Cretan Wedding

Both the wedding and christening are considered very important ceremonies .

They were and still are-more and more rarely, it’s true- held separately, with the celebration often lasting for days so that the families and friends can really enjoy themselves and the occasion .

Since the Cretans pay great attention to tradition and family bonds, young couples consider it significant to have the approval of their family in order to get married. It is most important to have the approval of the father, to follow his advice and –in case of rejection- to obey . What usually follows is the engagement (where the couple is blessed by a priest) as well as all the necessary details and the setting of a date for the wedding.

When the time of the wedding ceremony is near , usually one to two months before, invitations are sent out to all friends and relatives to invite them to the wedding. These people usually escort the bride to the church singing traditional wedding songs , often drinking and feasting along the way.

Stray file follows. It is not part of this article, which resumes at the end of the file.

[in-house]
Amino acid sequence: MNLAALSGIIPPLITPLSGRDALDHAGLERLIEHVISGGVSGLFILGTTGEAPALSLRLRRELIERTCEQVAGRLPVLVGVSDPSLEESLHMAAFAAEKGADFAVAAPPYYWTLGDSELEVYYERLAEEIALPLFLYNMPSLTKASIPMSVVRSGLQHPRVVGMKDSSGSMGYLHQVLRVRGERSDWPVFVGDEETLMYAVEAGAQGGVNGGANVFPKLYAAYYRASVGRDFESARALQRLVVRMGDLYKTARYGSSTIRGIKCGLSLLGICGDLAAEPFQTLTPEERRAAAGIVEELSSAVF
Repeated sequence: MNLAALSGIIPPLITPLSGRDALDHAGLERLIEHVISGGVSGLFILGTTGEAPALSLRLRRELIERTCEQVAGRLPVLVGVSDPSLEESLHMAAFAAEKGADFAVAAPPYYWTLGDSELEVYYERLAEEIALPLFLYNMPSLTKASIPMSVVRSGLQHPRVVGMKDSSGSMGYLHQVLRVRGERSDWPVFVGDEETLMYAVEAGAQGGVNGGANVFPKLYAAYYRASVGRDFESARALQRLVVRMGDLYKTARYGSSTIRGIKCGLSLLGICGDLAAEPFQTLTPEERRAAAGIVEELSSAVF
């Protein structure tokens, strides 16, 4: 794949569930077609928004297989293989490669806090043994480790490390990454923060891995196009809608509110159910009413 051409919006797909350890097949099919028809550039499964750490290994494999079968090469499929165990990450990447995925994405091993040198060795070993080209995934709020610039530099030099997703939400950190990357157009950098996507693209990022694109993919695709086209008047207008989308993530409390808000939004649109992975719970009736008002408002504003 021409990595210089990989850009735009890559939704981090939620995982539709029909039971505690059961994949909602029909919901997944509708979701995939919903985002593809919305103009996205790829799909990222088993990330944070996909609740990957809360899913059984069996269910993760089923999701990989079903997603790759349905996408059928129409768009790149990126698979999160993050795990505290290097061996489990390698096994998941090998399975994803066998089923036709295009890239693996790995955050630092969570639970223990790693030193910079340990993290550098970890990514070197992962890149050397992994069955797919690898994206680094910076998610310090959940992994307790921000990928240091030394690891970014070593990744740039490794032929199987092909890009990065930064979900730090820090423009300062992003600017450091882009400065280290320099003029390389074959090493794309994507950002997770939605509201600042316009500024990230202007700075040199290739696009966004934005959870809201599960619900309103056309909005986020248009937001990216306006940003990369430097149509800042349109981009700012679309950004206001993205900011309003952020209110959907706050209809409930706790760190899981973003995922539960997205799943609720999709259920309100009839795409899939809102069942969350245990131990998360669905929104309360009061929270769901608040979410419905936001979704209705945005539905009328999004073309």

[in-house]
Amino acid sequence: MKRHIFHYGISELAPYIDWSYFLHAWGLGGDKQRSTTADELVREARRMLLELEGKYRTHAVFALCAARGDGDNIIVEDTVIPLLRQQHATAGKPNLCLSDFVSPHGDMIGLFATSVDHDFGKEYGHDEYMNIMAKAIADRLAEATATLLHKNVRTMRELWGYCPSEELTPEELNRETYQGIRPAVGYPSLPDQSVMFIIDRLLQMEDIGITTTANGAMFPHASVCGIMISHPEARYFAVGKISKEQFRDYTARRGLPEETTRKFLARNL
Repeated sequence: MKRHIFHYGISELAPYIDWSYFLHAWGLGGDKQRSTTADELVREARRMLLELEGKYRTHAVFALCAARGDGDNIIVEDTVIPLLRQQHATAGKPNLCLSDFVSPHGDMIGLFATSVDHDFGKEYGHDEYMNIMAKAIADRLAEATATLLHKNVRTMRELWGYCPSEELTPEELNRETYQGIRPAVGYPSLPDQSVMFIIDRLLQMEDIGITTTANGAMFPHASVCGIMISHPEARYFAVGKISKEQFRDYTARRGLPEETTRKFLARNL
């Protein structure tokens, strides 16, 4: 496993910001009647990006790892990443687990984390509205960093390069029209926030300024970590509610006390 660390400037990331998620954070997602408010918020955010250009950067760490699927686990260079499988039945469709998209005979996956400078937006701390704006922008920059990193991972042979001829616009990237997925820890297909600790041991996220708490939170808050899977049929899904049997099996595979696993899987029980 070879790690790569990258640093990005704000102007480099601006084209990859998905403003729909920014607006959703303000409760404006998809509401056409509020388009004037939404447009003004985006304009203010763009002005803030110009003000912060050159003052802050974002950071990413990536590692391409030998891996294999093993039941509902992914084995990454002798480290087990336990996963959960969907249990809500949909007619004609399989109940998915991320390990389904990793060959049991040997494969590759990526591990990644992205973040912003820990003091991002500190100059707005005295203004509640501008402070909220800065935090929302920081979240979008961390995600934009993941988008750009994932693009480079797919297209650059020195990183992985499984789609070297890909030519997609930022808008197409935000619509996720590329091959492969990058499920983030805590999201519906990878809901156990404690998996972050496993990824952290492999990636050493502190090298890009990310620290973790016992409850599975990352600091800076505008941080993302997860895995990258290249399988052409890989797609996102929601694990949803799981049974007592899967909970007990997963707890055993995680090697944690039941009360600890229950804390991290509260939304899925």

After the ceremony all the guests go to the place designed for the wedding reception. It is traditional for the groom’s mother to “feed” the bride with honey and walnuts – a symbol that she wishes to have a “sweet” relationship with her and not fight.

There were many more interesting traditions regarding a Cretan wedding but most of them have- partly or totally- been abandoned . For example, financial arrangements were a very important matter to be arranged between the two families . There was also the matter of “doweries” , the whole set of household equipment, utensils, embroideries etc. which the bride and her relatives had prepared over the years for the equipping of her new household. Friends and relatives set off from the groom’s house and headed to the house of the bride with the accompaniment of folk music, singing, feasting, and even gunshots . They collected the “dowery” from the bride’s house and carried it to the groom’s house where the newly-weds traditionally lived. All these people were given special gifts for their help such as the elaborate round bread rolls made only for this occasion.

Both then and now, there is feasting, singing and dancing lasting well into the night, often till daybreak , or even all through the following day.